Drivers with two or more occupants in the car who have not switched their E-Z Pass Flex from single driver mode to HOV mode will also be charged the posted toll to use the lanes.
FAIRFAX COUINTY, Va. – Doing some early holiday shopping at Tysons Corner Center mall today? You’ll be able for the first time to use the 495 Express Lanes.
The $1.4 billion project that began in 2008 is officially open as of today. But you’ll need an E-Z Pass Flex transponder in your car to use the lanes or you’ll be fined.
Additional Virginia State Police troopers will also be on the lanes citing speed and seat belt violators, plus aggressive, impaired, and distracted drivers. The state agency has more information about the enforcement on the publicly owned, privately maintained express lanes:
In addition, troopers will be stopping and citing those in violation of the state law mandating the HOV-3 requirement in the Express Lanes.
If traveling with an E-ZPass Flex set to HOV mode, then there must be at least three people riding inside the vehicle to be in compliance with the HOV-3 requirement. Those drivers not in compliance will be ticketed.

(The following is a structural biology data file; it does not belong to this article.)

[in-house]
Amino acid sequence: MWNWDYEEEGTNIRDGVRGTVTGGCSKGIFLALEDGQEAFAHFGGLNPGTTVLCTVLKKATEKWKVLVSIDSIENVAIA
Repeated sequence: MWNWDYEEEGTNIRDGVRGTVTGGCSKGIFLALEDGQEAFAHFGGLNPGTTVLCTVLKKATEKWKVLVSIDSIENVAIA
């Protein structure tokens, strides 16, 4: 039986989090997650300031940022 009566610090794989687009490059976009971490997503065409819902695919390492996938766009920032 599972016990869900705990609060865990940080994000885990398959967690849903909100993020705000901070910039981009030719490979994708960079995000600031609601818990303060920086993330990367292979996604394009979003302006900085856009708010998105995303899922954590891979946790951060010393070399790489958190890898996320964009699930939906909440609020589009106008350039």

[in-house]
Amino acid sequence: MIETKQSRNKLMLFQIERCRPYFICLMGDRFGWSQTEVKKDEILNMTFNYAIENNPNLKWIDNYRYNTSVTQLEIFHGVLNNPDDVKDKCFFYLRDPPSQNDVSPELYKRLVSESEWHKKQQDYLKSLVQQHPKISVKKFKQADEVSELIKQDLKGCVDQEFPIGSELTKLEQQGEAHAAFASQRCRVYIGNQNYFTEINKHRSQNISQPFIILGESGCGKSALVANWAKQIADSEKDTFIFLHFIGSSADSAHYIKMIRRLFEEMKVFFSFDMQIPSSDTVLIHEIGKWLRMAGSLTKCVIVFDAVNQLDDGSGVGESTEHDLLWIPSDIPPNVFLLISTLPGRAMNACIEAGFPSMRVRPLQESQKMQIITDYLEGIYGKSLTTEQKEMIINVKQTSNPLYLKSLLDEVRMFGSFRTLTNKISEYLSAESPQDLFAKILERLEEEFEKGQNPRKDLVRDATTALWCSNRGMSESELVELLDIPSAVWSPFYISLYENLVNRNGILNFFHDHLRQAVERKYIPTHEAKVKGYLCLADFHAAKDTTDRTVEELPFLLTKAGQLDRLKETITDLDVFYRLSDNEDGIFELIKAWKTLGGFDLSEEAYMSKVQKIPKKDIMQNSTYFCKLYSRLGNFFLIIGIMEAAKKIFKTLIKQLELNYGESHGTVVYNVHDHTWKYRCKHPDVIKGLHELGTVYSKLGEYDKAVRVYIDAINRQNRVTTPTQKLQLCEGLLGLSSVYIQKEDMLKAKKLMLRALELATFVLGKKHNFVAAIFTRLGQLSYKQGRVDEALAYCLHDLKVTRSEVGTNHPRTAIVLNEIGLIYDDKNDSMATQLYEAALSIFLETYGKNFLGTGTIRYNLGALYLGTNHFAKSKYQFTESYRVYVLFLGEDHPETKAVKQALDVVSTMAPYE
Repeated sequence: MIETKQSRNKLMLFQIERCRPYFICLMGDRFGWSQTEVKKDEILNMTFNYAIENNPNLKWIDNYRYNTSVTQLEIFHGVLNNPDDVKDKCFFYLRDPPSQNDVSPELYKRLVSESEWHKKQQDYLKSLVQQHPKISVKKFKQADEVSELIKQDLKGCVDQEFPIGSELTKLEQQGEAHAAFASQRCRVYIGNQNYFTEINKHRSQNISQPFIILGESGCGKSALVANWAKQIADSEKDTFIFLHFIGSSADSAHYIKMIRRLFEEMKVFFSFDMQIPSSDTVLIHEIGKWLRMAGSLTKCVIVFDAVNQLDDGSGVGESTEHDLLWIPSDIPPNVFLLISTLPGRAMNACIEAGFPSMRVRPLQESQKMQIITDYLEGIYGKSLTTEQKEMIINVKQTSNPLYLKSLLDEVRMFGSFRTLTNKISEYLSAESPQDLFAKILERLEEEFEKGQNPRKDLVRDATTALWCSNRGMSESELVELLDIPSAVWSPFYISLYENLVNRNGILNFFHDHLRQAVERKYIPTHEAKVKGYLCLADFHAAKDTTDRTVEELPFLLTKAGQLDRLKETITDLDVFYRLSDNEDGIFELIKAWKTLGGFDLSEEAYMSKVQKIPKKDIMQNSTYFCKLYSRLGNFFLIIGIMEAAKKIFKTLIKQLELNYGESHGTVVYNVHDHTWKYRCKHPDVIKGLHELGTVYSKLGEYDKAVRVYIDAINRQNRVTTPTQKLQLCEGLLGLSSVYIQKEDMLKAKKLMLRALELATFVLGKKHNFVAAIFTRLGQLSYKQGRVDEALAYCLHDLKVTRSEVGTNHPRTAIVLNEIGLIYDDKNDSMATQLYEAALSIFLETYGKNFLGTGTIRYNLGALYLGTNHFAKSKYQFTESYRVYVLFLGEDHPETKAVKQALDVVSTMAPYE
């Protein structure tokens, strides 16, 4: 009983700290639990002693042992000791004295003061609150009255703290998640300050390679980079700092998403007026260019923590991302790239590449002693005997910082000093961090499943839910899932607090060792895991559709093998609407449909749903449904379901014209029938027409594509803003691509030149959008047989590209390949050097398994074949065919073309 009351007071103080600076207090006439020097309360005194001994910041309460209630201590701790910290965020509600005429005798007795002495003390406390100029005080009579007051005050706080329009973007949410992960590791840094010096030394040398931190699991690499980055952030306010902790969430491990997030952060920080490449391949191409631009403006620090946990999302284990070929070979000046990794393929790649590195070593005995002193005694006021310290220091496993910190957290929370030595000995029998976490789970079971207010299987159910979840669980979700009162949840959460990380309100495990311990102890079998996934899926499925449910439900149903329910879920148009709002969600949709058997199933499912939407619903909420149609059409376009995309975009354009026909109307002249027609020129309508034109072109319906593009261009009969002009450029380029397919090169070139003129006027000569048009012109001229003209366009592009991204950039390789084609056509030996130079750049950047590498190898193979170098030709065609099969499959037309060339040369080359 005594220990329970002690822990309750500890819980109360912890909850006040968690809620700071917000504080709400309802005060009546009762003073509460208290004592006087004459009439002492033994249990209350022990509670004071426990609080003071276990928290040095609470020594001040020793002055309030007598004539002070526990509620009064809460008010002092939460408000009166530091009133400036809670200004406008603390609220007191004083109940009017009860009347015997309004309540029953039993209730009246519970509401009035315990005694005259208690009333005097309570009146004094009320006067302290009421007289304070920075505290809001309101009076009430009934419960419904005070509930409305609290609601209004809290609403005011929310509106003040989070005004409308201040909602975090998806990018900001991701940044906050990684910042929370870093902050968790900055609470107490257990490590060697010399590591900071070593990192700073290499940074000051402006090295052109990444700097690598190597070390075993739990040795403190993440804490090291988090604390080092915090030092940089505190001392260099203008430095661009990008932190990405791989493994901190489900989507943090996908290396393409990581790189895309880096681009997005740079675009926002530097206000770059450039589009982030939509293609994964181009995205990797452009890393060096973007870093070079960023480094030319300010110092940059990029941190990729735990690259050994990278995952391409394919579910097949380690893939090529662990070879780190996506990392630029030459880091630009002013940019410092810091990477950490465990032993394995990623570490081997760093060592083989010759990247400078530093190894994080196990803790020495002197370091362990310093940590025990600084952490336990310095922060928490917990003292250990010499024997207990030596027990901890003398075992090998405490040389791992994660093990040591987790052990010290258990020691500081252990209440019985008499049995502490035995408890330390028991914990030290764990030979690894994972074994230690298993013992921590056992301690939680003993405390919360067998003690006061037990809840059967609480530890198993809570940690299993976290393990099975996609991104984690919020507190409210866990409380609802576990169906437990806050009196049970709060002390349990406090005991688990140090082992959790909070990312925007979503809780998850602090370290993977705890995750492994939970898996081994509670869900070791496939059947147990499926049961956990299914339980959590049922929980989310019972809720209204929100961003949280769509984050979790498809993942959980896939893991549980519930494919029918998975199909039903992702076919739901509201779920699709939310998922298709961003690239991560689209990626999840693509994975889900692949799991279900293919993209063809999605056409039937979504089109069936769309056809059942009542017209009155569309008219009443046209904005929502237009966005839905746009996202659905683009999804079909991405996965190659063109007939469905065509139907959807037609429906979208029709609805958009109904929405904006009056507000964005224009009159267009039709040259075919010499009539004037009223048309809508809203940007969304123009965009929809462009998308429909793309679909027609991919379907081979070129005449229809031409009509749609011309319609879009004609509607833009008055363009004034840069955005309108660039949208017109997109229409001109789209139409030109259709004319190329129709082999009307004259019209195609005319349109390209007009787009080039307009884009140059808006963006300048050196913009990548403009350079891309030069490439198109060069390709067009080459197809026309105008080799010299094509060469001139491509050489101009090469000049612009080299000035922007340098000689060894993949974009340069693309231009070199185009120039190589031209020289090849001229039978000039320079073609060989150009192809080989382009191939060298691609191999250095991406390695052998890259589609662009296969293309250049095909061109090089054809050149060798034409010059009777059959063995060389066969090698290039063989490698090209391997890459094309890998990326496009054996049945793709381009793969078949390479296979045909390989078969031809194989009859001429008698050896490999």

When using the E-ZPass Flex mode, the mode must be selected before entering the 495 Express Lanes. So, don’t forget to flip (the switch) before your trip.
Make sure you nominate (through the 495 Express Lanes Website or by phone) the bumper mounted transponder for HOV-3 travel at least 30 minutes prior to entering the Express Lanes.
HOV-3 regulations in the 495 Express Lanes apply 24 hours a day, seven days a week.
Motorists are also advised that crossing between the white, lane dividers (aka ballards) from the main I-495 lanes into the Express Lanes is prohibited and is extremely dangerous.
WOODBRIDGE, Va. – Santa will ride the rails once again this year on Virginia Railway Express’ Fredericksburg Line.
But a Civil War reenactment in Fredericksburg will bring changes to where children and families board the trains.